Psychophysiological interaction analyses were computed to estimate condition-related changes in functional connectivity between brain areas (Friston et al., 1997; O’Reilly et al., 2012). In PPI analyses the time course of the functional activity in a specified seed region is used to model the activity in target brain regions. A model is created by multiplying the time course activity in the seed region (i.e., the physiological variable) with a binary comparison of task conditions (“1” and “−1”) (i.e., the psychological variable). Individual participants are modeled as additional conditions of no interest. Functional connectivity with the seed region is assumed if the brain activity in one or more target regions can be explained by the model. PPI analyses were used to estimate stimulus-related changes in functional connectivity with the mPFC (6 mm sphere centered at MNI: x 1, y 51, z 12). We tested the whole-brain functional connectivity in two contrasts of interest (Table 1).
Ratings of liking, provided after the conditioning experiment, were analyzed in a one-way rmANOVA with the levels Win, Lose, No change. A significant effect of Reward [F(2,80) = 28.52, p < 0.001, = 0.451) was found. Post hoc t-tests revealed that faces associated with losing money were rated significantly lower than those associated with winning and with no change (all t > 5.7, all p < 0.001). Ratings for Win and No change faces did not differ [t(34) = 0.9, p = 0.34]. An identical ANOVA carried out on the ratings of intensity did not result in a significant effect of condition [F(2,80) = 0.4, p < 0.67, = 0.01).
Electromyography of the ZM was analyzed in an Emotion (Happy, Angry) × Reward (Win, Lose) × Time (seconds 1–4 from stimulus onset) rmANOVA. This resulted in significant effects of Reward [F(1,38) = 4.8, p = 0.035, = 0.11], Time [F(3,114) = 4.9, p = 0.015, = 0.11], Emotion × Reward [F(1,38) = 4.8, p = 0.034, = 0.11], Emotion × Time [F(3,114) = 3.3, p = 0.050, = 0.08], and Emotion × Reward × Time [F(3,114) = 3.2, p = 0.036, = 0.08]. The main effect of Emotion was not significant (F < 1.9, p > 0.18). As the three-way interaction was significant, we proceeded by running separate analyses for each emotion.
A rmANOVA on the EMG to happy stimuli, with the factors Reward (Win, Lose) and Time (seconds 1–4 from stimulus onset), resulted (Figure 2A) in a significant main effect of Reward [F(1,38) = 7.8, p = 0.008, = 0.17], with greater ZM activation to Win faces (M = 113.2, SE = 2.8) than to Lose faces (M = 108.1, SE = 1.7). The main effect of Time was also significant [F(3,114) = 6.8, p = 0.004, = 0.15], with lowest values in the first second after stimulus onset (M = 106.1, SE = 1.1), and higher values in the three following seconds (respectively, M = 113.6, 112.0, 110.8, SE = 3.3, 2.5, 2.3). The Reward × Time interaction was not significant [F(3,114) = 1.9, p = 0.13, = 0.05]. Exploratory t-tests suggested a difference in ZM activation to happy stimuli for Win vs. Lose in the first to third second [respectively, t(38) values = 3.3, 2.8, 2.2; p-values = 0.002, 0.008, 0.034], but not in the last second after stimulus onset [t(38) = 1.31, p = 0.196].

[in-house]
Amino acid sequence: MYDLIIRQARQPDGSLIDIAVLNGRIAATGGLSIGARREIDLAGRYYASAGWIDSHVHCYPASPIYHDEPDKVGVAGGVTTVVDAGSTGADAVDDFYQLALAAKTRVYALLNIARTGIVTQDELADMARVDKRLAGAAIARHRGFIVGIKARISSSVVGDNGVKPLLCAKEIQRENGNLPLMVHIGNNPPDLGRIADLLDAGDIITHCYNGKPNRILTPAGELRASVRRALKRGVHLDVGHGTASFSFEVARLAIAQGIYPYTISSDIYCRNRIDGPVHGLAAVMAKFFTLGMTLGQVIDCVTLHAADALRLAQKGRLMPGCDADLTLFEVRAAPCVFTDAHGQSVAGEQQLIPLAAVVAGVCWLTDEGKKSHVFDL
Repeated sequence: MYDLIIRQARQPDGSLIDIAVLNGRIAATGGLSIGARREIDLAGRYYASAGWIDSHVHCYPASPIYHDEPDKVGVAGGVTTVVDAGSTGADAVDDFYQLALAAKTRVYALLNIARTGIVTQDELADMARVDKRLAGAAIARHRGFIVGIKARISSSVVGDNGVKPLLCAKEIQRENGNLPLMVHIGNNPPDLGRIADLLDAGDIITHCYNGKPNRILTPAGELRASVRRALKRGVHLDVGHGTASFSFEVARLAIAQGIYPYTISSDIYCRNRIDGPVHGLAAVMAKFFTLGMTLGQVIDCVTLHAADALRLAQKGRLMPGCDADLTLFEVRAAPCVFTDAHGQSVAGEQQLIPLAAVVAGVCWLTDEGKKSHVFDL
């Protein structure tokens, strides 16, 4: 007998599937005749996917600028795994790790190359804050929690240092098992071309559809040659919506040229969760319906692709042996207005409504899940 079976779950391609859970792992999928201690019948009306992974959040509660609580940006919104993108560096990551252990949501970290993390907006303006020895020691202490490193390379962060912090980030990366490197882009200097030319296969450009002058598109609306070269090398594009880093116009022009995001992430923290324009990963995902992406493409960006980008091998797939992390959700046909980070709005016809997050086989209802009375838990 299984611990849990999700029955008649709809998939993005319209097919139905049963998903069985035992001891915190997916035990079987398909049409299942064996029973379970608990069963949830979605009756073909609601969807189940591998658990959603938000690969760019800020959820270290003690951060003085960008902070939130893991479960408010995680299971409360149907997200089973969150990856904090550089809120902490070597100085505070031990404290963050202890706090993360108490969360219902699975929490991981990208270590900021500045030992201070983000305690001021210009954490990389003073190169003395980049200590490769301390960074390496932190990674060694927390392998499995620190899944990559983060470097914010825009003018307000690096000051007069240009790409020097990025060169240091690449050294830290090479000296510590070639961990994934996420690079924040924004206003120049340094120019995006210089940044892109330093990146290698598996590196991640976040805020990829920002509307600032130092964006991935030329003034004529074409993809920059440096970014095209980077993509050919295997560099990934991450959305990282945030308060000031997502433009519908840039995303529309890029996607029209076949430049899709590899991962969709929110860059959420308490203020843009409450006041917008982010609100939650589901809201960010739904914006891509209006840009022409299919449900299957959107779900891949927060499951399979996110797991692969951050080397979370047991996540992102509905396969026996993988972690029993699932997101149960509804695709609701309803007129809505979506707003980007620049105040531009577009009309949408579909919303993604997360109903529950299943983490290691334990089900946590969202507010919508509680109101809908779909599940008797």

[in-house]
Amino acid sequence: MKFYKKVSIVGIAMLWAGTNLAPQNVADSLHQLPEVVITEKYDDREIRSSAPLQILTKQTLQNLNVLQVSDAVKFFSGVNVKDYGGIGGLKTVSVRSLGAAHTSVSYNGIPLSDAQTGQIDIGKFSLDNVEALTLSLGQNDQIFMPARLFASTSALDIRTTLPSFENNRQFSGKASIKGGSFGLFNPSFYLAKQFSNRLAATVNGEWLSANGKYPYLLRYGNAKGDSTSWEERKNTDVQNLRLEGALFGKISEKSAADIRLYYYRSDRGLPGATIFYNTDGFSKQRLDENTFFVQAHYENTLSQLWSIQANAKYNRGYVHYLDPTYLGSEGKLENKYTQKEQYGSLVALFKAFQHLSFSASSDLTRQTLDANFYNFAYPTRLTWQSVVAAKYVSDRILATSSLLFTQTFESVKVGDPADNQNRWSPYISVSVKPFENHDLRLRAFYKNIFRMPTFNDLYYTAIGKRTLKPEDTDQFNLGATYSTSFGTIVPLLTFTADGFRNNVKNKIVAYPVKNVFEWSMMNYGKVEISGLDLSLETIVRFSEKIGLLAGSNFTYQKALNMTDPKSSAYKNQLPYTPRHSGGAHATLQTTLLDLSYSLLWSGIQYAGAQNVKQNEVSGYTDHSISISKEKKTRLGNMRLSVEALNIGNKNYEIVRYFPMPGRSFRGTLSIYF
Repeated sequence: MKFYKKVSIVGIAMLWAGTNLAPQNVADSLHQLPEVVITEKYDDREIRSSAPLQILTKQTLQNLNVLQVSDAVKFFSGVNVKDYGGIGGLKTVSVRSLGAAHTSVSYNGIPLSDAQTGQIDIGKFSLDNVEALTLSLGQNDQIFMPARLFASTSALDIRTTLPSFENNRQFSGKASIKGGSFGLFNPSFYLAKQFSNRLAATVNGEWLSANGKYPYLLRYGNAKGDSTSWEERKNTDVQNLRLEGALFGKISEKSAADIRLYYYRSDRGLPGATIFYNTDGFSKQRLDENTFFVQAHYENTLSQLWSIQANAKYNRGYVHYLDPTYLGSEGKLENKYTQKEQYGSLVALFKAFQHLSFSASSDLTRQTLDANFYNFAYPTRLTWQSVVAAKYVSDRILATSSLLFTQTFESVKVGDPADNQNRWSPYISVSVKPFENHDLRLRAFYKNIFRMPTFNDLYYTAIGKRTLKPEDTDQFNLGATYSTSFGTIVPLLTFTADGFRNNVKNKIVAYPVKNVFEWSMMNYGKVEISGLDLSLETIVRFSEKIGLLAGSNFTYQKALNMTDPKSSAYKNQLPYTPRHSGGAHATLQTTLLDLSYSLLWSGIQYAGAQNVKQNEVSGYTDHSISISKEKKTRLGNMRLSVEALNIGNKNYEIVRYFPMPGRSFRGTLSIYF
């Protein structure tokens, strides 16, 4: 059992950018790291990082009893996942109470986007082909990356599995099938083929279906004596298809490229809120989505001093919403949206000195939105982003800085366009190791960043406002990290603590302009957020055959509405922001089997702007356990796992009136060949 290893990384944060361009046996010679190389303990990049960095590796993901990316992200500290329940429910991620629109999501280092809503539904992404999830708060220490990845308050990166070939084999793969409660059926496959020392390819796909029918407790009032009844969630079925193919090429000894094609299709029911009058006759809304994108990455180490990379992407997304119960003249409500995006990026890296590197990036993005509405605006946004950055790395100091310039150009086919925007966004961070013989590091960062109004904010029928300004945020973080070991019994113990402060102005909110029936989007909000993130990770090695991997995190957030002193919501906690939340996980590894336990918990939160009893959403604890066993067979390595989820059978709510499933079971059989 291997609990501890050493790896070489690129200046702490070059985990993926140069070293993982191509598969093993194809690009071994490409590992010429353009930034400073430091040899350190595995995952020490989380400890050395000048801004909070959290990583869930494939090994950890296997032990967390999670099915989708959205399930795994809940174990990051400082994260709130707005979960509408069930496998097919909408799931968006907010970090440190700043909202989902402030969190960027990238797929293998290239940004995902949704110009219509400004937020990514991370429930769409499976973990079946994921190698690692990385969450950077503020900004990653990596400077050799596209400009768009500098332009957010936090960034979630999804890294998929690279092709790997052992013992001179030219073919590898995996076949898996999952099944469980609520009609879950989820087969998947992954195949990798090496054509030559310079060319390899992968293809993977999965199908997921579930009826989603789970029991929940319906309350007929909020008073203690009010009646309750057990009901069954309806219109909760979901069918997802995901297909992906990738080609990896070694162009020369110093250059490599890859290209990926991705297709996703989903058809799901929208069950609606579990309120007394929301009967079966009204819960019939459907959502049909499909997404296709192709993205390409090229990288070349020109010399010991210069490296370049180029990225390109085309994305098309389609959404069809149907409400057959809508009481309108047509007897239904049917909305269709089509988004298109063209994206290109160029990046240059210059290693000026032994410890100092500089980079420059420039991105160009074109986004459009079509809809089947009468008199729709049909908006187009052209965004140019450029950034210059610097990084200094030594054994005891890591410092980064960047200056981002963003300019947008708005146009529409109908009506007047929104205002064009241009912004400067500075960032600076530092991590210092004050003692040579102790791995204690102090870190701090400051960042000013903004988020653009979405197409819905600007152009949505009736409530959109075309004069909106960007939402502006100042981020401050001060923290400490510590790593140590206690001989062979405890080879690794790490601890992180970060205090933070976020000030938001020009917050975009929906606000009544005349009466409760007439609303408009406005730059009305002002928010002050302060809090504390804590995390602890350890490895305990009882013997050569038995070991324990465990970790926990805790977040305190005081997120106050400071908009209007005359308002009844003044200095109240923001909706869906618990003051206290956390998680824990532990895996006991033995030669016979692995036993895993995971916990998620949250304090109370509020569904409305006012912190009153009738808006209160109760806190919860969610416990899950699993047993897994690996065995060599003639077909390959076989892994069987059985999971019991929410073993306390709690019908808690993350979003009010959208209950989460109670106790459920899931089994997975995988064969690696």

Figure 2. (A) EMG of the ZM in response to happiness in faces associated with winning or losing money. A main effect of Reward was found, due to reduced mimicry of smiles when the face was associated with losing compared to winning money. This difference was significant at Times 1–3, as shown by pairwise comparisons. (B) EMG of the ZM in response to anger in faces associated with winning or losing money. No significant differences were found.
A similar rmANOVA of the ZM in response to angry faces (Figure 2B) revealed a barely significant Time × Reward interaction [F(3,114) = 2.78, p = 0.05, = 0.068]. However, pairwise comparisons between reward levels at every time point were all not significant (all t < 1.7, all p > 0.1).
We hypothesized that the mPFC would be more activated for trials involving an incongruent combination of expression valence and conditioned association (HappyLose and AngryWin) than for trials with congruent stimuli (HappyWin and AngryLose). The reason is that in such cases spontaneous facial mimicry should be inhibited in a top-down manner.
Activation in the a priori defined ROI was compared across conditions with rmANOVAs with the factors Emotion (Happy, Angry) and Reward (Win, Lose). This resulted (Figure 3) in a significant Emotion × Reward interaction [F(1,34) = 4.7, p = 0.036, = 0.12]. T-tests only resulted in a near-to-significant difference [t(34) = 1.9, p = 0.07] between AngryWin faces (M = 0.11, SE = 0.04) and AngryLose faces (M = 0.3, SE = 0.04). Other comparisons were not significant (all t < 1.5, all p > 0.17).
Figure 3. Mean (SE) beta-values from the ROI in the mPFC. A significant Emotion × Reward interaction was characterized by greater activation to incongruent (AngryWin, HappyLose) compared to congruent (AngryLose, HappyWin) trials.